Modern observations support the probability of a real galaxy cluster in the background, but NGC 7331 is probably not involved and is much closer to us. Modern observations support the probability of a true background galaxy cluster, but NGC 7331 is probably not involved and is much closer to us. Wikipedia The spiral galaxy NGC 7331 in the constellation Pegasus can be seen with small telescopes under dark skies as a faint, out-of-focus spot. Modern observations support the likelihood of a true galaxy cluster in the background, but NGC 7331 is probably not involved and is much closer to us.
NGC 7331 was discovered by Wilhelm Herschel in 1784 and shows its full glory in long exposure photographs taken with large telescopes. NGC 7331, also known as Caldwell 30, is a non-bulky spiral galaxy about 40 million light years away in the constellation Pegasus. This, along with evidence of a very faint thread of material extending between Stephan’s Quintet and NGC 7331, suggests a past gravitational interaction.
What kind of galaxy is NGC 7331?
NGC 7331 is interesting in many ways because the galaxy’s bulge appears to rotate in the opposite direction to the disk, which is difficult to explain if this has been the case since the galaxy’s formation. Observations in the ultraviolet of GALEX, on the other hand, show only the star-forming regions in the spiral arms. NGC 7331 was first discovered in 1784 by the famous galaxy hunter William Herschel and is located about 45 million light years away in the constellation Pegasus (The Winged Horse). NGC 7331 is also often used as the starting point for Stephen’s Quintet, which is only half a degree away.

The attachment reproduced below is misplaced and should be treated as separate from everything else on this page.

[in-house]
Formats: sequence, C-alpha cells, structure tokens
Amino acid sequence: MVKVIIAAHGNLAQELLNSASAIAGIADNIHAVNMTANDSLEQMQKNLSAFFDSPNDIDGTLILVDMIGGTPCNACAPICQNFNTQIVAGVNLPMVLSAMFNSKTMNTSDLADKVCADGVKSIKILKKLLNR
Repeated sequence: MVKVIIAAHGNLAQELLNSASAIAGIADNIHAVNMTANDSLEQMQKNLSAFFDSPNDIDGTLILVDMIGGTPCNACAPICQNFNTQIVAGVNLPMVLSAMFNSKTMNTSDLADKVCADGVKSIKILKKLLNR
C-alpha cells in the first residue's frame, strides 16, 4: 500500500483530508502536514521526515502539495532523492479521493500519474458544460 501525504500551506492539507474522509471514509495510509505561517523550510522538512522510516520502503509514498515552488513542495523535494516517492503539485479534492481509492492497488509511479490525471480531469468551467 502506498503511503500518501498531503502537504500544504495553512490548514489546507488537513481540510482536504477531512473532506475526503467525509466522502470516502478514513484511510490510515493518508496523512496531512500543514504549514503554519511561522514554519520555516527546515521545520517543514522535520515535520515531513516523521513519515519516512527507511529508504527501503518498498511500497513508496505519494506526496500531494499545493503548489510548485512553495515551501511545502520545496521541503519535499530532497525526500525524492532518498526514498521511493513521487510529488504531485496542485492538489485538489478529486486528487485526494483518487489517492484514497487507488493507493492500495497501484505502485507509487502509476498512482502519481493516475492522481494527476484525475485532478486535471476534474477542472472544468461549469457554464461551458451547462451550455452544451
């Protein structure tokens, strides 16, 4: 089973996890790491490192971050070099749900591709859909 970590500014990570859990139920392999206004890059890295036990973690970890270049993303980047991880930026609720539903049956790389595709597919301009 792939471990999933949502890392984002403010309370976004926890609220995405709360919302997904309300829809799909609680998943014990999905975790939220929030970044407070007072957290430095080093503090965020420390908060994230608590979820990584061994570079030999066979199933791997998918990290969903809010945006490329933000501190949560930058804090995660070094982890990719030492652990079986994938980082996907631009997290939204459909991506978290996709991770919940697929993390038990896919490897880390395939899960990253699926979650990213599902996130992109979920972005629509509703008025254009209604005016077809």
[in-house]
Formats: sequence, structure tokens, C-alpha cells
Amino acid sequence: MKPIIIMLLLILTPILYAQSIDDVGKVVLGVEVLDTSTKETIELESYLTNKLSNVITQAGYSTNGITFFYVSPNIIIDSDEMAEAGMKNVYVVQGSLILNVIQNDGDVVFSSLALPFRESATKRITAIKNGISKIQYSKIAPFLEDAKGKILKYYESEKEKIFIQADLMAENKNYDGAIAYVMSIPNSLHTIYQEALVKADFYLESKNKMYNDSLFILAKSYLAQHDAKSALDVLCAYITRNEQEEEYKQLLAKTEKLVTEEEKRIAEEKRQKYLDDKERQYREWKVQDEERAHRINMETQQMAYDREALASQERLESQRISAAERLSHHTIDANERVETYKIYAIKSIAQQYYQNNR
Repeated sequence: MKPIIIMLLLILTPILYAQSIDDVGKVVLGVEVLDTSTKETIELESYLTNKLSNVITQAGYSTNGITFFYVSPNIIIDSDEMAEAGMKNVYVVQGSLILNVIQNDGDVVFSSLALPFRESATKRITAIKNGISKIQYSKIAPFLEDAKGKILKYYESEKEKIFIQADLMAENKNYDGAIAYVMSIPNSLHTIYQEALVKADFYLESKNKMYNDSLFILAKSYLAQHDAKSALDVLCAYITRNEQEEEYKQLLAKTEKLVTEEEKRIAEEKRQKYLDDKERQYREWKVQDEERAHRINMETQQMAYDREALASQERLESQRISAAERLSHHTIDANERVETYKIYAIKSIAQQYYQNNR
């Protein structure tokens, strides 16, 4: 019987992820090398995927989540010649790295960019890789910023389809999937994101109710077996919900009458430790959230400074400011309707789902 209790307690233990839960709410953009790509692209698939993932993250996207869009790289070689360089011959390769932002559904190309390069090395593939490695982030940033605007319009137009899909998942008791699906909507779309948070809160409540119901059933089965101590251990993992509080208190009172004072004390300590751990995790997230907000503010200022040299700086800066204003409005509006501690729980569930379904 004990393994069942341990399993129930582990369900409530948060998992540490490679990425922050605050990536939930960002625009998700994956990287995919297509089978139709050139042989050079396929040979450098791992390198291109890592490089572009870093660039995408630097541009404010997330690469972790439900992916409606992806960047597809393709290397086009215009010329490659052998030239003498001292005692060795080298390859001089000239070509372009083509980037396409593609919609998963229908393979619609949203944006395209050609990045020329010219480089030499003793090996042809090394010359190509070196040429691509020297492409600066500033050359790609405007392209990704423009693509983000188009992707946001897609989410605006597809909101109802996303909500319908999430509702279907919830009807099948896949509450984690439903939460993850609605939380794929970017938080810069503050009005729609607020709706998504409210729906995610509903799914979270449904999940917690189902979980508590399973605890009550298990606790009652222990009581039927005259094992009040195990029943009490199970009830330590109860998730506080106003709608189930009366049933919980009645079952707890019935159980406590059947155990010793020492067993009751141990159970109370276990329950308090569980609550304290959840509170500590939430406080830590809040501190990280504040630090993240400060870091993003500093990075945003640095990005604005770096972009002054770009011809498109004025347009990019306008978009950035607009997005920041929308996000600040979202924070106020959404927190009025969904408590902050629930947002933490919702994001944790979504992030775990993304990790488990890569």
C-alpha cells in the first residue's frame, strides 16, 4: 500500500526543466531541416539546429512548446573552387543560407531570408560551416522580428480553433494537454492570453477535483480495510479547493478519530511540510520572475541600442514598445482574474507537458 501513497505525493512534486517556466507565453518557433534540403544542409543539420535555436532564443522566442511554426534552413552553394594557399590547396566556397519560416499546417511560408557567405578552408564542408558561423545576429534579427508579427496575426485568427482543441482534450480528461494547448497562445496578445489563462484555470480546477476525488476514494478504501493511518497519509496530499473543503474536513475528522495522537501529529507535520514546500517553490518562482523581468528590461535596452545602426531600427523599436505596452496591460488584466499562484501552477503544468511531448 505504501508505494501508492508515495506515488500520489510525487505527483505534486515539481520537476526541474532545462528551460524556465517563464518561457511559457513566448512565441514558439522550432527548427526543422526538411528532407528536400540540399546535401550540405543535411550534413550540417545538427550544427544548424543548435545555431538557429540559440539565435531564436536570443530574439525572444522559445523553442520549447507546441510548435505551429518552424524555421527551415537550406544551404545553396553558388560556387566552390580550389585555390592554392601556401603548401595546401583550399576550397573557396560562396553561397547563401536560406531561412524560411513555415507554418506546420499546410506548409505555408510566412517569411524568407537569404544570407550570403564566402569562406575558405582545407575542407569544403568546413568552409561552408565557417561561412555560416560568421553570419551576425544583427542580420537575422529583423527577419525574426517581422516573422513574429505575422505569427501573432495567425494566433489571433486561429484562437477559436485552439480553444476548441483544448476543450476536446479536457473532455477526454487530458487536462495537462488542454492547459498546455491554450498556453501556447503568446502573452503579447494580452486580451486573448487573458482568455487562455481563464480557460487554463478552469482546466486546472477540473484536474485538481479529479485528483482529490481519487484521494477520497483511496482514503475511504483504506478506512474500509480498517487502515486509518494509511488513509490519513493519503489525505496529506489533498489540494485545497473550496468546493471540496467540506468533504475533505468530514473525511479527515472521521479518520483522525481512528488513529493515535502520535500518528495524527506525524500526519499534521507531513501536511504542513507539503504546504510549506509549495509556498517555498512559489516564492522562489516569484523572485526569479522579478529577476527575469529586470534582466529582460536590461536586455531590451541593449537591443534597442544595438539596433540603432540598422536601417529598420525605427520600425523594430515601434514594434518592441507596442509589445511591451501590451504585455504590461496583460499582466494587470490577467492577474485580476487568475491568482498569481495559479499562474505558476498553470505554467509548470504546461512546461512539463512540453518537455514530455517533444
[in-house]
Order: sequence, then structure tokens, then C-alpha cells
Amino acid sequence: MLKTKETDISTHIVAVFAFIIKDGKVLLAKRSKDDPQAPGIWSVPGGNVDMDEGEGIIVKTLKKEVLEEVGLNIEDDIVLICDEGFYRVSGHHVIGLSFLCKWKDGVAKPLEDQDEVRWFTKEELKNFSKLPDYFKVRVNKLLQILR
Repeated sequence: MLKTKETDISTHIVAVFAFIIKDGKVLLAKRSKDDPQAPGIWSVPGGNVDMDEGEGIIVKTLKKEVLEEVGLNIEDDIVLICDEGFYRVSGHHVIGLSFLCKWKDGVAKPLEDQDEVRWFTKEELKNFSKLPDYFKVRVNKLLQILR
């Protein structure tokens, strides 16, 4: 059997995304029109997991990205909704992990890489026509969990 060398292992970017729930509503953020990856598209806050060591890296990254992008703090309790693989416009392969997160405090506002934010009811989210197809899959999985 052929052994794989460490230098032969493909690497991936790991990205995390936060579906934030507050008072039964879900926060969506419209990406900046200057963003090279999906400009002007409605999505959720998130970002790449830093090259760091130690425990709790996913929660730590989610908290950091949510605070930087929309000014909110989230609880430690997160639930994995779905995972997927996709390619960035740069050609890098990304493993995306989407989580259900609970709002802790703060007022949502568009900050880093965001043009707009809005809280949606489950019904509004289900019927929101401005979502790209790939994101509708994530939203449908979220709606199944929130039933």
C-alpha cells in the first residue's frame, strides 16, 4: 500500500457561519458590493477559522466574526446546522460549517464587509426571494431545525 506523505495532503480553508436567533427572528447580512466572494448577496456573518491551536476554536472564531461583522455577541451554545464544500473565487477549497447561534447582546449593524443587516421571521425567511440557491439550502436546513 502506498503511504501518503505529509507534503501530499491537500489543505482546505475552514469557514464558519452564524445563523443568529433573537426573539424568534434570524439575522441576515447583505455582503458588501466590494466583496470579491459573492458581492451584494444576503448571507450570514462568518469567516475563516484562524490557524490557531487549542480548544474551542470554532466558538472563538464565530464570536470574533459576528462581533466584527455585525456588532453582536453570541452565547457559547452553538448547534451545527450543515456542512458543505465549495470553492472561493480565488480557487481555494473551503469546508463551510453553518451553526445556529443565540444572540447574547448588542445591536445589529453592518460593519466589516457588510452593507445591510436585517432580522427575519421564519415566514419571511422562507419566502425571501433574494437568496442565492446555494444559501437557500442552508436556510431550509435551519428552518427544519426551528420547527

How many NGC galaxies are there?
On large scales, galaxies in clusters and superclusters are like soap bubbles, with galaxies on the surface and voids in between. These letters are abbreviations for astronomical catalogues that publish lists of known stars, nebulae, supernova remnants, galaxies and other objects in space. With a modest telescope and better skies, you can look for NGC 4647, a spiral galaxy that is practically in apparent contact. This massive galaxy cluster and all its members move through space together, but not all the galaxies in it are gravitationally bound.
De Vaucouleurs created a pseudo three-dimensional representation of the relationships between the galaxies, nicknamed the “Cosmic Lemon” because of its shape.
How is NGC 1232 similar to the Milky Way?
It is considered a prototype of a multi-armed regular spiral with signs of a bar in the core region, a small bulge and long arms that fan outwards to form a series of thin arms. Both galaxies could be associated with the Eridanus group of galaxies, but at a projected distance of 2.2 Mpc from the centre of the low-mass cluster, neither galaxy is likely to be bound to the cluster (Willmer et al. Cumulative size distribution of H ii regions for the inner (filled circle) and outer (open square) regions of NGC 1232, which is considered a prototype of a multi-armed regular spiral, with hints of a bar in the core region, a small bulge, and long arms spreading out into the outer regions to form a series of thin arms. Cumulative size distribution of the H ii regions for the inner (filled circle) and outer (open square) regions of NGC 1232 We also constructed the size distribution function and found that NGC 1232, like most galaxies, follows an exponential law.